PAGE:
You really need to remember how to say "I'm sorry."
When I originally titled this post, it read "You really need to learn how to say 'I'm sorry'," but I reread it and it didn't sit right with me, mainly because you did learn it. I know you did.
Being your mother requires that I teach you so many things, to the best of my ability. The lessons start young. Please and thank you. I need help, Mom. Let's share. We'll take turns.
Phrases you learn, phrases you apply, because they help you get along in this world. One of those critical phrases that you were taught from your earliest years was "I'm sorry."
"I'm sorry." Two little words that are so, so very much more. They mean responsibility for your choices. They mean a sincere effort to do the right thing, after a wrong was done. They mean you acknowledge your own humanity. They mean kindness.
And I have taught you to be kind. You show me that those lessons stuck, for the most part. The depth of your kind and expansive heart has amazed me on many, many occasions. But as you grow a little older, become a lot more independent, and turn into the ever-hormonal, ever-challenging teenage girl, "I'm sorry" has fled in the face of slamming doors and reminders that I don't understand you.
I do, but you can't see that now. You will someday, and that thought keeps me from letting the ugly words that twitch on my lips fly in your direction. That thought keeps me from beating on that closed door and reminding you that I own the damn house and I can take that door off its hinges if I want to.
That thought kept me from shouting at you tonight the one thing that I vow you'll never hear from my mouth, ever.
You're just like your father.
You are in so many ways. You have the shape of his eyes. His easy-tanning skin. His height. His funny, lopsided grin. You have a lot of his good qualities. But it's also a fact that you fight just like he did, and I don't want to yell those words like an epithet when being like your father isn't entirely a bad thing.
You have the same explosive temper, followed by the same shutting down and shutting out, followed by the calming down, and then the same pretending that none of it ever happened.
The same never saying you're sorry.
My mind flashes back as I write this to the night your father told me he was leaving. I got two week's notice, officially. He was simple and to the point:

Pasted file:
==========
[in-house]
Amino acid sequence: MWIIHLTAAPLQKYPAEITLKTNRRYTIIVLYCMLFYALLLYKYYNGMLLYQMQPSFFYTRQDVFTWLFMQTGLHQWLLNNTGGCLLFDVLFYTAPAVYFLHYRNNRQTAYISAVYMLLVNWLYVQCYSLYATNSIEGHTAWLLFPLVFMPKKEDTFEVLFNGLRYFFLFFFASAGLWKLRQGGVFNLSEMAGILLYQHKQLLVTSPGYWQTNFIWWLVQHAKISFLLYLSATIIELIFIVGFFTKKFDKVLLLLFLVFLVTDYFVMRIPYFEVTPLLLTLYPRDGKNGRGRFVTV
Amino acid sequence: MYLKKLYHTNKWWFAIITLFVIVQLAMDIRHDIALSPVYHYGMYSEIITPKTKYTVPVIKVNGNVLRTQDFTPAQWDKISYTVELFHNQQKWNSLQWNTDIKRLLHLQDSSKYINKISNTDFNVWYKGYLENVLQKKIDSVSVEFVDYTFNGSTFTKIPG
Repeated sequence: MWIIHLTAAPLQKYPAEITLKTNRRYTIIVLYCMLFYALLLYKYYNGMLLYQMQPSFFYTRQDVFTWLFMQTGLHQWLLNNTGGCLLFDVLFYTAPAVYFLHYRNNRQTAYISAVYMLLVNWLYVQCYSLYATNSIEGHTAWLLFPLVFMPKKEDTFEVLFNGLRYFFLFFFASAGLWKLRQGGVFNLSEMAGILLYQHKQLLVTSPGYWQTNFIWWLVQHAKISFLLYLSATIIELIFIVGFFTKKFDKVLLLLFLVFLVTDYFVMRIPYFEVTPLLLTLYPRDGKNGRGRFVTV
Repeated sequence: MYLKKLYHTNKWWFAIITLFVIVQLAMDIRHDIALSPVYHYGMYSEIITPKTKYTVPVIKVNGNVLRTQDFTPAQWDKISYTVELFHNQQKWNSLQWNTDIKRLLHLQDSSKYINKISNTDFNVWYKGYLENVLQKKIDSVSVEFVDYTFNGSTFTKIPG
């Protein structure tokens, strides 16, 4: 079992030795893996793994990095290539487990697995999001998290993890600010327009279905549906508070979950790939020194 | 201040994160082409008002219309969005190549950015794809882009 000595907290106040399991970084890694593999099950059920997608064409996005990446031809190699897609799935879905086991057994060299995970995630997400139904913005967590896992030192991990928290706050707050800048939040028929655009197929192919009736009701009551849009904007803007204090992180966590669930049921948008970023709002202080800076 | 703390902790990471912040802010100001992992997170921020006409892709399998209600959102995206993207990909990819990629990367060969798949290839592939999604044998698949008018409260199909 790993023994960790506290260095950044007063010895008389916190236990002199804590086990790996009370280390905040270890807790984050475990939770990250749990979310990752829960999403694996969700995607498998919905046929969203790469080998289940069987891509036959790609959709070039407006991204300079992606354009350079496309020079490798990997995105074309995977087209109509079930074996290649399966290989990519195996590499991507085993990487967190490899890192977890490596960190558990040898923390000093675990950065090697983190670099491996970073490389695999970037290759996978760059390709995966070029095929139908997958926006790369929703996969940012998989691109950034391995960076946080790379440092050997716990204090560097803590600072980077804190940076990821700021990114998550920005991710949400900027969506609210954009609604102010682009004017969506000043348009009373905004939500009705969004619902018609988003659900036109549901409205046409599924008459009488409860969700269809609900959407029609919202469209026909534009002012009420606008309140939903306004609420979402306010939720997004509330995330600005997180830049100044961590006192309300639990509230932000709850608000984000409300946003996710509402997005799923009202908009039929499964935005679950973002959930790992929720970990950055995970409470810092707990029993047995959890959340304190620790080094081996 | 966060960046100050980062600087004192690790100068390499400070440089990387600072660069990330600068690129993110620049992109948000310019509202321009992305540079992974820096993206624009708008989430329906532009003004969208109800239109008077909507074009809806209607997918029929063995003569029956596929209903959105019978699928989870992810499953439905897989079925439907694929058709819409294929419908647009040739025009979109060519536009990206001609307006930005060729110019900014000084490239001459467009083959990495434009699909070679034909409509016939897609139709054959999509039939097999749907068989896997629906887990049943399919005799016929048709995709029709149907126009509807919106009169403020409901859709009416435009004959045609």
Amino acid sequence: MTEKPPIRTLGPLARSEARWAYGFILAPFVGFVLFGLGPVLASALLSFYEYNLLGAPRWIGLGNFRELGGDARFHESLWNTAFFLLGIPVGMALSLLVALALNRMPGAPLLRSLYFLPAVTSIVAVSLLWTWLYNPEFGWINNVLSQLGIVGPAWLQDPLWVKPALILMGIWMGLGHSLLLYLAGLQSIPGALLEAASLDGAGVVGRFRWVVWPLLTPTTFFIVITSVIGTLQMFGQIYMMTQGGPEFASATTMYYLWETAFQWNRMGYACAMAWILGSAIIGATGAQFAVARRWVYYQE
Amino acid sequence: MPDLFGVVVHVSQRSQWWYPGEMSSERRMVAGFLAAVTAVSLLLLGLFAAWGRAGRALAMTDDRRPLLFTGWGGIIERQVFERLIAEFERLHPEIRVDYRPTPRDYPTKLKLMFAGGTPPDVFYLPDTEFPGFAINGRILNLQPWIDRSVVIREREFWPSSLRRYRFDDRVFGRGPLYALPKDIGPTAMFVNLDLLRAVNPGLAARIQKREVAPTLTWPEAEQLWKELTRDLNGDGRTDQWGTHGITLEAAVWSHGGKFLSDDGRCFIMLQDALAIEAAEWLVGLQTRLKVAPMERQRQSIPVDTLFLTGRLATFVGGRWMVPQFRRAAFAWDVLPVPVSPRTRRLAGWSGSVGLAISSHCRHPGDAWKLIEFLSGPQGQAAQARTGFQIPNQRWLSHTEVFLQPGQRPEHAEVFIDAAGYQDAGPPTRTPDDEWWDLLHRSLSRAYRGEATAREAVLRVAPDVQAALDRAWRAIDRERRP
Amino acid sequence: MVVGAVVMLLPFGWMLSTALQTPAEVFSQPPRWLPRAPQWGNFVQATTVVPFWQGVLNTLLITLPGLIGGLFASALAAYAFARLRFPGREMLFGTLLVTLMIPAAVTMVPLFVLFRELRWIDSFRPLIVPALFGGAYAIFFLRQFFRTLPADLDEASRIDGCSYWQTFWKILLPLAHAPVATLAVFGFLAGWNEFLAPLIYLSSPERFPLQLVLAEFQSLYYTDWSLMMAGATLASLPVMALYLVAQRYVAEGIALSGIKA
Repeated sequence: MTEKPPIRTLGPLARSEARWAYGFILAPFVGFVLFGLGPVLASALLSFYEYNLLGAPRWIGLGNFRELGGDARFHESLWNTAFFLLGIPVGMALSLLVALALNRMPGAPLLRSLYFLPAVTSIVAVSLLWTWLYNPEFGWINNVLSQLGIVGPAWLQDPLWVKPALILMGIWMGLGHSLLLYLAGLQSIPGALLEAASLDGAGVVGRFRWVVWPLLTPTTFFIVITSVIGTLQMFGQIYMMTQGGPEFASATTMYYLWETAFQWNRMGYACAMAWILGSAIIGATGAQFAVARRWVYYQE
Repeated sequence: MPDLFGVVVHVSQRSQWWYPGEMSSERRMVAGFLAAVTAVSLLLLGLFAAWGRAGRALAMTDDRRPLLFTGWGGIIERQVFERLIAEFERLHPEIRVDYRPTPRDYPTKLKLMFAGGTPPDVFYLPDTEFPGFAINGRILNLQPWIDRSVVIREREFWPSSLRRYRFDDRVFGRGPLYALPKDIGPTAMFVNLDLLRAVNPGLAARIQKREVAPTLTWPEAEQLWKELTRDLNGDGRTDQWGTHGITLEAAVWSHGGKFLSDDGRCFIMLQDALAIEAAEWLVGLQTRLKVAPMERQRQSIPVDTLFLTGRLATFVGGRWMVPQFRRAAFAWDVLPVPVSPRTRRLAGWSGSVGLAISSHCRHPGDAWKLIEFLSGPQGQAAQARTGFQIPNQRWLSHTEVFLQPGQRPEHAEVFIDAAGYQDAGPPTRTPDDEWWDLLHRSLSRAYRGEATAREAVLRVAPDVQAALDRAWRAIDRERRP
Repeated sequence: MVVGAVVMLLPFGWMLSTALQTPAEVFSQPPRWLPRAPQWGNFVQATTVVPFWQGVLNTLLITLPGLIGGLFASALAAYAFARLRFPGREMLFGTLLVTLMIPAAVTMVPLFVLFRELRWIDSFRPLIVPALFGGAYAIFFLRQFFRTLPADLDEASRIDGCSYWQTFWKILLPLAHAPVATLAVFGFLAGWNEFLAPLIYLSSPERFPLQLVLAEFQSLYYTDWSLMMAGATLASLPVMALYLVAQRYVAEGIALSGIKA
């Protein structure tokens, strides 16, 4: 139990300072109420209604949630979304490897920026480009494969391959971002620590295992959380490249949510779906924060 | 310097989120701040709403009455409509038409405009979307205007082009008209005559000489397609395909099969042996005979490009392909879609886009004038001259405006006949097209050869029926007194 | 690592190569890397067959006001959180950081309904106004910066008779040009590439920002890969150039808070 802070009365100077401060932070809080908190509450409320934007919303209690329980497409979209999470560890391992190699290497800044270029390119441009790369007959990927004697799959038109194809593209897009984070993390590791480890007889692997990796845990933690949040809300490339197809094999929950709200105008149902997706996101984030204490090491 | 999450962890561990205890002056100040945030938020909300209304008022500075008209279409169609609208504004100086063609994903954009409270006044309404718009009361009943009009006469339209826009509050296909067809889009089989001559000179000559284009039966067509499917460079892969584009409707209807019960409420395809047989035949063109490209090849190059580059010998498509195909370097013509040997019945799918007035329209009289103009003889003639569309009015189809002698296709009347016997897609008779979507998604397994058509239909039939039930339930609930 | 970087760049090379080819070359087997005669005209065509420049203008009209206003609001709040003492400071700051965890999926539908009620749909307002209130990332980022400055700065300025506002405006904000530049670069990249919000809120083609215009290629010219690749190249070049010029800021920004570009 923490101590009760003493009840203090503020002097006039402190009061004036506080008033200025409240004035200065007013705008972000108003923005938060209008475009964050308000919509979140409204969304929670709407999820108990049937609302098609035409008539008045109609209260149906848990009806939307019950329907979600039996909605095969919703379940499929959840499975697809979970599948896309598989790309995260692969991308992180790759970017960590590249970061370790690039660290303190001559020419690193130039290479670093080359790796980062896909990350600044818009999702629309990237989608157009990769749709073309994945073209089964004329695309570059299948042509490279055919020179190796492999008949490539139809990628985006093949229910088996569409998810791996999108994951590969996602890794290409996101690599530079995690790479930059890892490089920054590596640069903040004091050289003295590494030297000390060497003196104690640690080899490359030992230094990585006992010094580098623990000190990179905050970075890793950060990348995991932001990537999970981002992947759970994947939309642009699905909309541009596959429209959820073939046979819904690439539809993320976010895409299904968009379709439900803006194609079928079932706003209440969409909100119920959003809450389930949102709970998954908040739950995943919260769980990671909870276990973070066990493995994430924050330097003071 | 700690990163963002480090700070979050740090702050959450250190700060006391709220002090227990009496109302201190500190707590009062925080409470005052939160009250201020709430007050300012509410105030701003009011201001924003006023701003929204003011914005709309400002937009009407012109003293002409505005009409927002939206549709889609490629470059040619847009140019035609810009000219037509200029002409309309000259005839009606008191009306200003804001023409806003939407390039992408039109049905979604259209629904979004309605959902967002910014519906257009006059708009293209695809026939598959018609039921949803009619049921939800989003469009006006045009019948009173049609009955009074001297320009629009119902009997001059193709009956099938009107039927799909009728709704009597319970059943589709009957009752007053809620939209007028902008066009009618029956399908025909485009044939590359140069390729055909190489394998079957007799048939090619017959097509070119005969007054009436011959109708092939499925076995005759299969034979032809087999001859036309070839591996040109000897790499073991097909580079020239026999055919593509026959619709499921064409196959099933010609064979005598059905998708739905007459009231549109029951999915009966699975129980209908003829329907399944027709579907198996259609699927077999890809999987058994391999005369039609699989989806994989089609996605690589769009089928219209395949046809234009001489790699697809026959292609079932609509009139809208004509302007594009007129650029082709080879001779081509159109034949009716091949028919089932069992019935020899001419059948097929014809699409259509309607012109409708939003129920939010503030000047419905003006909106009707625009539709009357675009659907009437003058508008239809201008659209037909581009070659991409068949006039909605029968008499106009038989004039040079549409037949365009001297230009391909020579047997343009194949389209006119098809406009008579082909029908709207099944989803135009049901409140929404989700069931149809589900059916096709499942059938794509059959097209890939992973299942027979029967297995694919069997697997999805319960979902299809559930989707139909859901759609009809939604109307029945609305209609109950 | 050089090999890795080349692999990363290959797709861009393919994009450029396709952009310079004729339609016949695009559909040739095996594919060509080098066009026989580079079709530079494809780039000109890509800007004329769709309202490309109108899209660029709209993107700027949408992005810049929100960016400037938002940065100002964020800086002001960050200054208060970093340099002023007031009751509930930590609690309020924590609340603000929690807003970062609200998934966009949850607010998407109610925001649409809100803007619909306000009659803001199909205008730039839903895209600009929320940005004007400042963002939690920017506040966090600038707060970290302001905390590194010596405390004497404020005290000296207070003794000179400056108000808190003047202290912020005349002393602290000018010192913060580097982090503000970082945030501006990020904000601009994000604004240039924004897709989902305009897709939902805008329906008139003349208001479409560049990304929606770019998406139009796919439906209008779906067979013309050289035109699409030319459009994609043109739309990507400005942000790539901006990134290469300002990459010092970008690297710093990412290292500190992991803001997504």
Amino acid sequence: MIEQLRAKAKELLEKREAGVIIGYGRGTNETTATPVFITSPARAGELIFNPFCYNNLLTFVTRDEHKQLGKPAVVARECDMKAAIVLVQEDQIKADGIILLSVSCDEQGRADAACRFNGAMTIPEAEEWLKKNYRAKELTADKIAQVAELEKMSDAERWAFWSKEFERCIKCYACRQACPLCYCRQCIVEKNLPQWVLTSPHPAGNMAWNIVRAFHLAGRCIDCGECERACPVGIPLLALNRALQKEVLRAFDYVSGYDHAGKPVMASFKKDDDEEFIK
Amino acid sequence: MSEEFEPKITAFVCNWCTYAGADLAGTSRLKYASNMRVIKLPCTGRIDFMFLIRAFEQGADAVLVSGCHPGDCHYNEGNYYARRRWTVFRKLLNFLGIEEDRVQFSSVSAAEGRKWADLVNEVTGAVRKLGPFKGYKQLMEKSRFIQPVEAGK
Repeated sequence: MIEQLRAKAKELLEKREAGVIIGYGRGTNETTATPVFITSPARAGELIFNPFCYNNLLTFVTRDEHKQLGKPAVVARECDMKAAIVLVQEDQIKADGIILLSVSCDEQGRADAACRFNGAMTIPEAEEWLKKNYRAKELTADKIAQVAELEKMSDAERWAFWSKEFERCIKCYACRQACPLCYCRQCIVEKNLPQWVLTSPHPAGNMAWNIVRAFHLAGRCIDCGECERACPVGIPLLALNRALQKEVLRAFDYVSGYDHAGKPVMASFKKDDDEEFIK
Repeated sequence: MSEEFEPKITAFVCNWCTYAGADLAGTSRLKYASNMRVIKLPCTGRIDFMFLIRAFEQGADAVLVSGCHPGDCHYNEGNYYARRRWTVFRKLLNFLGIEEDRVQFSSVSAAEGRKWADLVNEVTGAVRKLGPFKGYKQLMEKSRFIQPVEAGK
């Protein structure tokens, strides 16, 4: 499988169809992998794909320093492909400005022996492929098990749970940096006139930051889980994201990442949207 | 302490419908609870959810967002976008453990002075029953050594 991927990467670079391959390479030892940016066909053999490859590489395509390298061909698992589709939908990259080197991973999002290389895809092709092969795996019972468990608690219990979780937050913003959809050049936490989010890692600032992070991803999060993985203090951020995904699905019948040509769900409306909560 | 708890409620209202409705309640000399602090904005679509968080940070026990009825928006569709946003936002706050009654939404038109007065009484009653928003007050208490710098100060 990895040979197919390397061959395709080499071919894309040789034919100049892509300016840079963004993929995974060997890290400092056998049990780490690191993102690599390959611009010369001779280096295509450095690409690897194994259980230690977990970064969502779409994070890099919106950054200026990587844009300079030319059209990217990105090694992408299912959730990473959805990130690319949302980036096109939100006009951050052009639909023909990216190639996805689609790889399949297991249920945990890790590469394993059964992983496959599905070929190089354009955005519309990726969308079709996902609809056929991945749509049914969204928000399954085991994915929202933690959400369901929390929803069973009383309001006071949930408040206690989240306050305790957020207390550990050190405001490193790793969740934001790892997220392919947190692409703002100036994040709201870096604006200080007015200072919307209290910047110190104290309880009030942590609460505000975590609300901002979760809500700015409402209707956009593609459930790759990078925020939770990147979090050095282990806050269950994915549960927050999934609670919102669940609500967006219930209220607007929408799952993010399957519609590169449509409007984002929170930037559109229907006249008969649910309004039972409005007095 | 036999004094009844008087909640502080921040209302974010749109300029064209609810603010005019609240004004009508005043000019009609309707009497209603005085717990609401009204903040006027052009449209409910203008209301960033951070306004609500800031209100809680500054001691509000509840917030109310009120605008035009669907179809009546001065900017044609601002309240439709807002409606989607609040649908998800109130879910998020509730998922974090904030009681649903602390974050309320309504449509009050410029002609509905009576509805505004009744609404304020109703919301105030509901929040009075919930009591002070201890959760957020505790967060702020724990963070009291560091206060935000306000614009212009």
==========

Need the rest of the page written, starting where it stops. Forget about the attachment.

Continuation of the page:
I'm moving out in two weeks, he said. We should tell the kids this weekend.
Like it was just another item to be added to the big calendar on the refrigerator. No big deal, kids. Dad's moving out to be with his girlfriend and you're going to live in two different places now.
I nodded, told him we should approach the kids together, and then after a long, awkward pause, I said the only thing I really wanted to know. Because I needed to know.
Are you sorry? I asked. Even then, he wouldn't answer me. And I wasn't looking for him to tell me he'd made a mistake. I wasn't wanting to hear that he still loved me, or that he'd reconsidered.
What I was looking for was the simple acknowledgement that he realized he'd hurt another human being. Three of us, actually. That's all I wanted.
And that, my daughter, is why I say to you now that you need to remember how to say "I'm sorry." Because we're all people. We hurt each other, sometimes. And sometimes, the people we hurt are the people we love. We may even be inflicting hurt that's unavoidable, in the scheme of things. But that doesn't change the fact that we need to own up to it, and acknowledge that our choices, or our actions were the cause of pain to another person.
You always find your way to me afterward. You sit next to me on the couch. You crawl into my bed after your brother is asleep. And you show me how very sorry you are for your previously thoughtless words or your slamming doors. I feel it, and I pull you close and tell you how sorry I am that we fought, because I know the weight of those words. The importance of the acknowledgement. The hole it leaves inside you after years of never hearing "I'm sorry," no matter how nicely you're treated in hope of absolution.
The words count.
And you need to remember to say them. Not just for whoever you hurt, but for you, and the person you strive to be.